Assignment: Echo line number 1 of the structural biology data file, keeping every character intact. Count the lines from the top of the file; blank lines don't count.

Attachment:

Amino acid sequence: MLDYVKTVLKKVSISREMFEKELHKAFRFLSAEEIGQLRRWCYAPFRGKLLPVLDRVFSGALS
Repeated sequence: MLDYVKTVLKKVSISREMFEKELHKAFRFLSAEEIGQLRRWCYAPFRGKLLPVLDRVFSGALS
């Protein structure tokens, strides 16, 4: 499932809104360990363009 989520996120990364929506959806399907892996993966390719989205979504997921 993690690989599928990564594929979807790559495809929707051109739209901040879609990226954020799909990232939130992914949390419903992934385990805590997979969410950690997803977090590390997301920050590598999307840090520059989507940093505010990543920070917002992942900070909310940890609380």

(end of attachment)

Amino acid sequence: MLDYVKTVLKKVSISREMFEKELHKAFRFLSAEEIGQLRRWCYAPFRGKLLPVLDRVFSGALS